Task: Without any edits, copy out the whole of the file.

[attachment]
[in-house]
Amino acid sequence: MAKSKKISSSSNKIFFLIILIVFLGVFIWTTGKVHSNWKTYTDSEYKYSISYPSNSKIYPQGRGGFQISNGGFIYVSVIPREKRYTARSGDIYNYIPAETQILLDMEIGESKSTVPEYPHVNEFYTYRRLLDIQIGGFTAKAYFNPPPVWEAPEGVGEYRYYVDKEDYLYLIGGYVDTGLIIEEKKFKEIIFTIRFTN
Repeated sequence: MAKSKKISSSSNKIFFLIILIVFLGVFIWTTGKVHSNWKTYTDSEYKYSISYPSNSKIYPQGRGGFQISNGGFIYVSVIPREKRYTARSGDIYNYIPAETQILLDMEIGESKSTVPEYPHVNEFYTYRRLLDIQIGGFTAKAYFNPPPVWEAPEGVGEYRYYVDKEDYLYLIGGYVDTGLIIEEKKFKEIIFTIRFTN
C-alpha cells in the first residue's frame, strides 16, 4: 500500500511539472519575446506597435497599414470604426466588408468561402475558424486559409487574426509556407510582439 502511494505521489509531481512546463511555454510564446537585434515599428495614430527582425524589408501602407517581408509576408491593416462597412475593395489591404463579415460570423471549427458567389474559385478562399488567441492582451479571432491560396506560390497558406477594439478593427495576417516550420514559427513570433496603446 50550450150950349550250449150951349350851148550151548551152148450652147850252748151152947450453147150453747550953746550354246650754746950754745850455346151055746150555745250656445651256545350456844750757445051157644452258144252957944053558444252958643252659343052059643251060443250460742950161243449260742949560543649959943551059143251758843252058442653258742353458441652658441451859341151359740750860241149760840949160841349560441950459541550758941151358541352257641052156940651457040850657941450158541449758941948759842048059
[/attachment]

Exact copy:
[in-house]
Amino acid sequence: MAKSKKISSSSNKIFFLIILIVFLGVFIWTTGKVHSNWKTYTDSEYKYSISYPSNSKIYPQGRGGFQISNGGFIYVSVIPREKRYTARSGDIYNYIPAETQILLDMEIGESKSTVPEYPHVNEFYTYRRLLDIQIGGFTAKAYFNPPPVWEAPEGVGEYRYYVDKEDYLYLIGGYVDTGLIIEEKKFKEIIFTIRFTN
Repeated sequence: MAKSKKISSSSNKIFFLIILIVFLGVFIWTTGKVHSNWKTYTDSEYKYSISYPSNSKIYPQGRGGFQISNGGFIYVSVIPREKRYTARSGDIYNYIPAETQILLDMEIGESKSTVPEYPHVNEFYTYRRLLDIQIGGFTAKAYFNPPPVWEAPEGVGEYRYYVDKEDYLYLIGGYVDTGLIIEEKKFKEIIFTIRFTN
C-alpha cells in the first residue's frame, strides 16, 4: 500500500511539472519575446506597435497599414470604426466588408468561402475558424486559409487574426509556407510582439 502511494505521489509531481512546463511555454510564446537585434515599428495614430527582425524589408501602407517581408509576408491593416462597412475593395489591404463579415460570423471549427458567389474559385478562399488567441492582451479571432491560396506560390497558406477594439478593427495576417516550420514559427513570433496603446 50550450150950349550250449150951349350851148550151548551152148450652147850252748151152947450453147150453747550953746550354246650754746950754745850455346151055746150555745250656445651256545350456844750757445051157644452258144252957944053558444252958643252659343052059643251060443250460742950161243449260742949560543649959943551059143251758843252058442653258742353458441652658441451859341151359740750860241149760840949160841349560441950459541550758941151358541352257641052156940651457040850657941450158541449758941948759842048059